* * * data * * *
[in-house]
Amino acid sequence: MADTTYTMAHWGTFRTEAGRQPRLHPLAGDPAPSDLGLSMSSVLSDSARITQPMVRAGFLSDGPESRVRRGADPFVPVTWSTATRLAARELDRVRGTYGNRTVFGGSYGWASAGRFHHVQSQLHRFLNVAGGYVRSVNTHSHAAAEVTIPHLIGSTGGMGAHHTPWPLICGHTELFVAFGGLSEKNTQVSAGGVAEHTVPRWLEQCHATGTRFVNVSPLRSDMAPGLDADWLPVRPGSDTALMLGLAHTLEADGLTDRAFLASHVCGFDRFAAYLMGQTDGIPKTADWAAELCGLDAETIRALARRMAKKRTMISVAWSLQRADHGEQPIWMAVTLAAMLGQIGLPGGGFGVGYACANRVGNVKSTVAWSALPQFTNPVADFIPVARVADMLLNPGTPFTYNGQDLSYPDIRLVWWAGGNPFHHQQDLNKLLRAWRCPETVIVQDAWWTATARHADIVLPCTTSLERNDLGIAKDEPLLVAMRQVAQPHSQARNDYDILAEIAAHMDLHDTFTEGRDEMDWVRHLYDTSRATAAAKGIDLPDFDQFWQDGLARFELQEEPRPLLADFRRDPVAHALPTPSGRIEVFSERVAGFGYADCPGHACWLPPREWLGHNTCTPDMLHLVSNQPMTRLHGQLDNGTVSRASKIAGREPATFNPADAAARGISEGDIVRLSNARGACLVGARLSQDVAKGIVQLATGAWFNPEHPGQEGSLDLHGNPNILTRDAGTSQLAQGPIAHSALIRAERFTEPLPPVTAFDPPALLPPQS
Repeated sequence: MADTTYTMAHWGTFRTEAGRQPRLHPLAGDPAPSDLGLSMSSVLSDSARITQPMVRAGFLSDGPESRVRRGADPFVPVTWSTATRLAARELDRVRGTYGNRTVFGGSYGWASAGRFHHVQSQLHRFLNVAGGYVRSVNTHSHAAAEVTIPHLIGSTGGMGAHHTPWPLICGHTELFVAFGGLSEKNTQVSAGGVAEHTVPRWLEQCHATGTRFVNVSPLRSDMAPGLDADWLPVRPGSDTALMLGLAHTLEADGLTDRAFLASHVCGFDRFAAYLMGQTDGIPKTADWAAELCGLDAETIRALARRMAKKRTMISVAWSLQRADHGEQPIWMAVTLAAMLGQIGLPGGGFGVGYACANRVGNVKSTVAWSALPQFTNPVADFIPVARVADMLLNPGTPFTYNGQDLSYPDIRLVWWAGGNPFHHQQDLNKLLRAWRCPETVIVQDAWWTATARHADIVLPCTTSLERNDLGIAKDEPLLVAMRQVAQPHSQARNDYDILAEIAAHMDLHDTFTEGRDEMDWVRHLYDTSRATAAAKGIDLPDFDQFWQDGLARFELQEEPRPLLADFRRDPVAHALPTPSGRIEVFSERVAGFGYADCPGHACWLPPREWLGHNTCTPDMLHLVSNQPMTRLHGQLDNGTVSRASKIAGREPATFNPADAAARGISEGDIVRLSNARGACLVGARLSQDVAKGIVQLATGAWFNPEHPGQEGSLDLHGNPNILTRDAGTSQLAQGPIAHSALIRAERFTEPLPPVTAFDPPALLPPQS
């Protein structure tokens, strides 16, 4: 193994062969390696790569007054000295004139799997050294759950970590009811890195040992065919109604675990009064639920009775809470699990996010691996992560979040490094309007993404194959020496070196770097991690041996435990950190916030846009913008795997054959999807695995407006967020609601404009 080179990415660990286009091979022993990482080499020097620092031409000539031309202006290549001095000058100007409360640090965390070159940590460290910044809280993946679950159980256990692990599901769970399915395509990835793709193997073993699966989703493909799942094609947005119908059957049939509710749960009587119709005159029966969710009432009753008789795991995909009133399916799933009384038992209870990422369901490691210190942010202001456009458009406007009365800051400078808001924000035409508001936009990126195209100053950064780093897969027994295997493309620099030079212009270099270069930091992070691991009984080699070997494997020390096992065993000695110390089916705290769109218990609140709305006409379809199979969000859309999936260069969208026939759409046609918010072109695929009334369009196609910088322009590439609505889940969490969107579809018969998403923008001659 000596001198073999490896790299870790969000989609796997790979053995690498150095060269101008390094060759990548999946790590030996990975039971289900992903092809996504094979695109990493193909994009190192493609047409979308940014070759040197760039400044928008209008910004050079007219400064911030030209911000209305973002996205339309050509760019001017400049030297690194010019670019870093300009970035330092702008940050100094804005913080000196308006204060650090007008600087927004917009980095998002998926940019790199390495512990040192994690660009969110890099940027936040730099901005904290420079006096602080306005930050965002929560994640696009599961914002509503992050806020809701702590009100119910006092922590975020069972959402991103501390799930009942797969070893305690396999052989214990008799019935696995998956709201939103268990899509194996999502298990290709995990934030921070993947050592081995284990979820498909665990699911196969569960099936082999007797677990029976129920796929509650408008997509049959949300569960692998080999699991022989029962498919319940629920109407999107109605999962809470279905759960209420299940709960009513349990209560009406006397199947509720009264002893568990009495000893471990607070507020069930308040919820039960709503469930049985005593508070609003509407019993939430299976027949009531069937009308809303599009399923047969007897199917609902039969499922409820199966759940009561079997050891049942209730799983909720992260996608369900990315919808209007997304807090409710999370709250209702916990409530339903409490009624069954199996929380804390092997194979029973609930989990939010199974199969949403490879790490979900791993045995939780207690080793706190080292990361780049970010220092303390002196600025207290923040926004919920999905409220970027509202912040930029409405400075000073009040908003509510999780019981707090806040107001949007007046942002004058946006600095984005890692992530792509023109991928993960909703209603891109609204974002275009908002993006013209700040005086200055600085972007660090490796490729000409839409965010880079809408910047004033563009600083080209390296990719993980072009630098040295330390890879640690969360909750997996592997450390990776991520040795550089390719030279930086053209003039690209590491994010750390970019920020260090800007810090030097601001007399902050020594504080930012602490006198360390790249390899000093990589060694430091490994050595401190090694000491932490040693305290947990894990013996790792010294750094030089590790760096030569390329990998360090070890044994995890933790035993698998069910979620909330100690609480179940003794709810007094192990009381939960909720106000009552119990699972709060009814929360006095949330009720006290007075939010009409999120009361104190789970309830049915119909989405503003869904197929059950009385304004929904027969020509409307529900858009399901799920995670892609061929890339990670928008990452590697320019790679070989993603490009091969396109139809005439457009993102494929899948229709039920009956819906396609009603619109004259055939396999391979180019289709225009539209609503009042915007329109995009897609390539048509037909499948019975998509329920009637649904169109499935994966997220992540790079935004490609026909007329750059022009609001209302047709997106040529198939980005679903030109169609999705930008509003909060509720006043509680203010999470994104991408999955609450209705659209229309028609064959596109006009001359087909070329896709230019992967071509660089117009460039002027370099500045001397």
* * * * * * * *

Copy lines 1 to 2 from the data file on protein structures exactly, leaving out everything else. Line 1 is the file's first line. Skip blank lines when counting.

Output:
[in-house]
Amino acid sequence: MADTTYTMAHWGTFRTEAGRQPRLHPLAGDPAPSDLGLSMSSVLSDSARITQPMVRAGFLSDGPESRVRRGADPFVPVTWSTATRLAARELDRVRGTYGNRTVFGGSYGWASAGRFHHVQSQLHRFLNVAGGYVRSVNTHSHAAAEVTIPHLIGSTGGMGAHHTPWPLICGHTELFVAFGGLSEKNTQVSAGGVAEHTVPRWLEQCHATGTRFVNVSPLRSDMAPGLDADWLPVRPGSDTALMLGLAHTLEADGLTDRAFLASHVCGFDRFAAYLMGQTDGIPKTADWAAELCGLDAETIRALARRMAKKRTMISVAWSLQRADHGEQPIWMAVTLAAMLGQIGLPGGGFGVGYACANRVGNVKSTVAWSALPQFTNPVADFIPVARVADMLLNPGTPFTYNGQDLSYPDIRLVWWAGGNPFHHQQDLNKLLRAWRCPETVIVQDAWWTATARHADIVLPCTTSLERNDLGIAKDEPLLVAMRQVAQPHSQARNDYDILAEIAAHMDLHDTFTEGRDEMDWVRHLYDTSRATAAAKGIDLPDFDQFWQDGLARFELQEEPRPLLADFRRDPVAHALPTPSGRIEVFSERVAGFGYADCPGHACWLPPREWLGHNTCTPDMLHLVSNQPMTRLHGQLDNGTVSRASKIAGREPATFNPADAAARGISEGDIVRLSNARGACLVGARLSQDVAKGIVQLATGAWFNPEHPGQEGSLDLHGNPNILTRDAGTSQLAQGPIAHSALIRAERFTEPLPPVTAFDPPALLPPQS